The Daily Northwestern

Pot-friendly politics

Andrea Chang

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If two members of the new Illinois Marijuana Party have their way — and make it into office — it soon may be legal to smoke up between classes.

Richard J. Rawlings and Brian K. Meyer, members of the Illinois branch of the U.S. Marijuana Party, announced their candidacy last week for U.S. Congress in 2004.

Rawlings, who said he has smoked marijuana since he was 12, founded the Illinois Marijuana Party earlier this year. Rawlings, 42, is running against Republican Rep. Ray LaHood in the 18th Congressional District, which includes Peoria and Springfield.

Meyer of Belleville, Ill., is running against incumbent Democratic Rep. Jerry Costello in the 12th Congressional District in southwest Illinois. Meyer served five years in a federal prison for possession of marijuana with intent to distribute after he was arrested in 1992 with 2.4 kilograms of hemp he says he found on the side of the road.

“I lost my wife and my two children — everything I owned,” said Meyer, 40. “I can name a list 200 miles long of benefits that I’ve lost. Most people are unaware of what they lose because of a simple possession charge.”

Meyer, an independent with libertarian values, said he joined the Illinois Marijuana Party because he is a victim of the drug war and he wants to protect marijuana users’ civil liberties and rights to privacy.

“I’m against the government being able to incarcerate, remove funding and seize assets based upon personal choices to use marijuana,” Meyer said. “There are no government studies and there are no private studies that show that cannabis has more toxic effects than alcohol, nicotine or caffeine, yet those three are legal.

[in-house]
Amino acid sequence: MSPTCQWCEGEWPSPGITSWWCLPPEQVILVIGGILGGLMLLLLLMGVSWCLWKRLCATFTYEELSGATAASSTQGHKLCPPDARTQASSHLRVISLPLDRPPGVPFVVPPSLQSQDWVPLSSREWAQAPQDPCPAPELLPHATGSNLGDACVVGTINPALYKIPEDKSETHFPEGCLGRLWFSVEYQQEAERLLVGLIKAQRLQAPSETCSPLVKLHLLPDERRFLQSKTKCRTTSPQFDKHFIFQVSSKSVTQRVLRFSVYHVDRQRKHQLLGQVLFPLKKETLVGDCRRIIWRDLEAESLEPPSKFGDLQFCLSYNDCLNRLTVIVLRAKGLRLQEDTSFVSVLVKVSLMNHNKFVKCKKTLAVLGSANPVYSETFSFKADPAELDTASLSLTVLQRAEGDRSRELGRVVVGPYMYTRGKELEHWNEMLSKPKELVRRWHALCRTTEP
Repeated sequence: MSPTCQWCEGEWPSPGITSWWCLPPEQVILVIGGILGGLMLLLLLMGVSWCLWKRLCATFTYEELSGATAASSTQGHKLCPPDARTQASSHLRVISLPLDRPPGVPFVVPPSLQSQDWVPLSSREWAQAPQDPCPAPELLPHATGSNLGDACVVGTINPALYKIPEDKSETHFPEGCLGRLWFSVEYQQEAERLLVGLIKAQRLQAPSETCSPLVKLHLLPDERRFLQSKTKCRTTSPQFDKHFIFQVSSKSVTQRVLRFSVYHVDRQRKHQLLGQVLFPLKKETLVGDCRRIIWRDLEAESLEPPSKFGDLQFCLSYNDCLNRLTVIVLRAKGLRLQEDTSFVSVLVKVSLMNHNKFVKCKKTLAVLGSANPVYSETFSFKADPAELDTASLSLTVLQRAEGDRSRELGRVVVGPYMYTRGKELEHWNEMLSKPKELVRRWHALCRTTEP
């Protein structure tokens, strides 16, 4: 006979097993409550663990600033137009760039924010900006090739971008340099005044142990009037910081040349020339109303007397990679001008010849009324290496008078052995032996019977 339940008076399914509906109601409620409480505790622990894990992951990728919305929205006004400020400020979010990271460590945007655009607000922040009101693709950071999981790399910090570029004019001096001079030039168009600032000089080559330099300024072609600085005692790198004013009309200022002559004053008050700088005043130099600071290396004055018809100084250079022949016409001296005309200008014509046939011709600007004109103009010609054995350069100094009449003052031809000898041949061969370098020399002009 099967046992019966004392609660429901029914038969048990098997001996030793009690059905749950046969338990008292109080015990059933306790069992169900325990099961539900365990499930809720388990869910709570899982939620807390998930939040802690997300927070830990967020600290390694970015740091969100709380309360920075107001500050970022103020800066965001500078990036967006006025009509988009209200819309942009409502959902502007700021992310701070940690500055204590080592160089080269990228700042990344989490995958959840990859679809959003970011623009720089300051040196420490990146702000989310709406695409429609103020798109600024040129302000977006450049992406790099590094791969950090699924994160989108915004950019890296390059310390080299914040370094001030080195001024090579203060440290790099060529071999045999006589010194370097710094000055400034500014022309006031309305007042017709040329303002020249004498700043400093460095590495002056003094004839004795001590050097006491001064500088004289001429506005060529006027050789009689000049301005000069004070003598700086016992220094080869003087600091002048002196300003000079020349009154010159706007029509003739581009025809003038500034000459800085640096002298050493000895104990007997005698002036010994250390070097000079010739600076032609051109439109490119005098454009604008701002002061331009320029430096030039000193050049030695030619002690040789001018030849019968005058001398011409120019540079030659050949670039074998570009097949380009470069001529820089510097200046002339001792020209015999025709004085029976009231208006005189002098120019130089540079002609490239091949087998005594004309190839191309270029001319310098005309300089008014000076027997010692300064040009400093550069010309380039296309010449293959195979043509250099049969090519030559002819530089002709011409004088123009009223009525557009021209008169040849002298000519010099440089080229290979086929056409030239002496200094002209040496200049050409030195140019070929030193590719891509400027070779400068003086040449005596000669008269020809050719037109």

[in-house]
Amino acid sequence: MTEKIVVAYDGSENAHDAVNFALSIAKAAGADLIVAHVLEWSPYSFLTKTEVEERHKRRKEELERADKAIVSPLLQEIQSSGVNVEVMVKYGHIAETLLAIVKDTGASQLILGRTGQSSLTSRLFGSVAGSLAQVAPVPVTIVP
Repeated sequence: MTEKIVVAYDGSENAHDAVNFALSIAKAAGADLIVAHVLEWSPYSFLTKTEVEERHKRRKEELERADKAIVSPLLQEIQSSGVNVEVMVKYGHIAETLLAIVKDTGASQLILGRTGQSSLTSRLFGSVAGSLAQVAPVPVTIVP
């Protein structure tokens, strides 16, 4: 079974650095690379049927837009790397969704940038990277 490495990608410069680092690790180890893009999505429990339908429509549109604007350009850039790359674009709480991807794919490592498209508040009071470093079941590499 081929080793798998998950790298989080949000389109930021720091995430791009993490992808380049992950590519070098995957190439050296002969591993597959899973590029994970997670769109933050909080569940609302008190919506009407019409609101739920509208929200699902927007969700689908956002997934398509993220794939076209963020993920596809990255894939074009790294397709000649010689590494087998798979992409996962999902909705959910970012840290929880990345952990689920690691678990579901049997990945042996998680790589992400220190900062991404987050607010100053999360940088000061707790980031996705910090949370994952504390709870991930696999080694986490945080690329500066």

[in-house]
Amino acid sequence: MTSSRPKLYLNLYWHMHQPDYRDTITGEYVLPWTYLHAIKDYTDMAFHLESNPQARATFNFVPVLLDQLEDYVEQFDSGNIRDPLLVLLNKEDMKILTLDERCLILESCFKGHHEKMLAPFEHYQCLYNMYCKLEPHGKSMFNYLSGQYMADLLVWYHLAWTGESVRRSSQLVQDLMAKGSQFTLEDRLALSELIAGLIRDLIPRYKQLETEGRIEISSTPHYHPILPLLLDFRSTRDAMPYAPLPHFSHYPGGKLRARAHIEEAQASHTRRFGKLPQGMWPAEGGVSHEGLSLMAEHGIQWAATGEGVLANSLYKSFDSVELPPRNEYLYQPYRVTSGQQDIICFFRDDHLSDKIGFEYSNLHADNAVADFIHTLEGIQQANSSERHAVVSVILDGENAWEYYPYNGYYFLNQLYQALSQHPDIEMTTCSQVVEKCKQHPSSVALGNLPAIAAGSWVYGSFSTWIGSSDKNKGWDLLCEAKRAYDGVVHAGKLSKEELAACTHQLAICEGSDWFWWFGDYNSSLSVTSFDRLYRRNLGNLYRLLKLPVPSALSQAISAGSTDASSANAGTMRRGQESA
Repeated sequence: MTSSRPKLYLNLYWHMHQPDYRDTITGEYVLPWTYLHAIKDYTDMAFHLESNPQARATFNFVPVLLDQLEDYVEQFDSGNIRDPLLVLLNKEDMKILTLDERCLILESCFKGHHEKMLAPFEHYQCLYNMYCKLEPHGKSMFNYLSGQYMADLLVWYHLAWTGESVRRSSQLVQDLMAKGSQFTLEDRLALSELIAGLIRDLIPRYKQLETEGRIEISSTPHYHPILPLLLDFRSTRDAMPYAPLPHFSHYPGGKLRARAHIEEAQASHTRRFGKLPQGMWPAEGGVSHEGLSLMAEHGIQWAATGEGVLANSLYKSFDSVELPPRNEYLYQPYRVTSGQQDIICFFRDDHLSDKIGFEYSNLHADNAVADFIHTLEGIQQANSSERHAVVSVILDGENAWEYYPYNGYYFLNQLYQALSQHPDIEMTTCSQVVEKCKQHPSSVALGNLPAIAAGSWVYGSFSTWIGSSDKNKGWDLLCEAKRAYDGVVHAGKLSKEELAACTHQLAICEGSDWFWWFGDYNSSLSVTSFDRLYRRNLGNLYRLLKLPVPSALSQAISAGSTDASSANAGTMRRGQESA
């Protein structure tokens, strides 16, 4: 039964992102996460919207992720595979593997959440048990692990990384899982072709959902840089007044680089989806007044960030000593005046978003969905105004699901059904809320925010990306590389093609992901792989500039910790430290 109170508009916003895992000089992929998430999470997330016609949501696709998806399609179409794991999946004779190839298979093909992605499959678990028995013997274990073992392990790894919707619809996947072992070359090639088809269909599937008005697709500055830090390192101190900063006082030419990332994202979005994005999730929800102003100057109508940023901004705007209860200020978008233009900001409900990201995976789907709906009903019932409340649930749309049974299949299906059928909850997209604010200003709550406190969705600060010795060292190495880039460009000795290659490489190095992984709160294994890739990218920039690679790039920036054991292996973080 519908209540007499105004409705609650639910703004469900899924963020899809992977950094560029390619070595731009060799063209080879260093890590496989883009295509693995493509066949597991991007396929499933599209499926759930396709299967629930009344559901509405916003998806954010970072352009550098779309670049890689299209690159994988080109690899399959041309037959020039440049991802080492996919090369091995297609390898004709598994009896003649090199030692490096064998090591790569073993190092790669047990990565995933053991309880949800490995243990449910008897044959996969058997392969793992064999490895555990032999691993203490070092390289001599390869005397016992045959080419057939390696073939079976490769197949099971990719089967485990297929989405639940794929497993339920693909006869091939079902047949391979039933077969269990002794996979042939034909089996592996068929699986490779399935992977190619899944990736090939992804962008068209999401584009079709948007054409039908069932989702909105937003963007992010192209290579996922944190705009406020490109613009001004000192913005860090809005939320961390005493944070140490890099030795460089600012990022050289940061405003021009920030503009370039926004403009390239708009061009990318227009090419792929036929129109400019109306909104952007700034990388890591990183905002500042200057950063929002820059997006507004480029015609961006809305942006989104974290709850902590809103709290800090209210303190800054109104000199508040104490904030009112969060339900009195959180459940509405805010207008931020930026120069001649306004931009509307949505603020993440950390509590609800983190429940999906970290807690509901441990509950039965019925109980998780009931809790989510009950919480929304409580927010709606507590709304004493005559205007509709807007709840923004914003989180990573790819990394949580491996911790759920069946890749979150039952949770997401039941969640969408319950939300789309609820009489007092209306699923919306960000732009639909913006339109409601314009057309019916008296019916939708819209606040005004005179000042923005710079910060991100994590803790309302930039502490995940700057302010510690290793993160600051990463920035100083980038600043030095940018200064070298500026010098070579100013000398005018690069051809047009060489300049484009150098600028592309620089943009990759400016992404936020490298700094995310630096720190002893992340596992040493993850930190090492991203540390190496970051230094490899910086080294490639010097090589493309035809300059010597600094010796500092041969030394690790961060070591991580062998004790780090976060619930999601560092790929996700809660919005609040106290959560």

“If they didn’t make such a big deal about it, probably a lot less people would use it,” he added.

State Rep. Julie Hamos, D-Evanston, said she is against the legalization of marijuana but supports the dialogue regarding the war on drugs that the pro-marijuana candidates will promote.

“We have to recognize that the war on drugs has been a failure,” she said. “Because it has, I think we should open discussion about what we could do better and differently. If this candidacy does that, then I think it’s very interesting.”

Weinberg sophomore Corey Robinson said he would consider a pro-marijuana platform but thinks there are more important issues for politicians to address.

“If alcohol is legal, why isn’t marijuana?” Robinson said. “(But) if that’s the only basis for their campaign, I’m not interested — you don’t want a pothead for president.”

Chris Scheld, a Weinberg freshman, said he does not support the pro-marijuana candidates and does not think the party will become popular.

“I don’t think a significant part of our population will support it,” Scheld said. “It’s just too radical and there are a lot of negatives associated with it.”

But Meyer said he has been encouraged by the response people have been giving his pro-marijuana platform.

“I may change my mind and run for president in 2004,” he said, “because the support I’m getting is overwhelming.”

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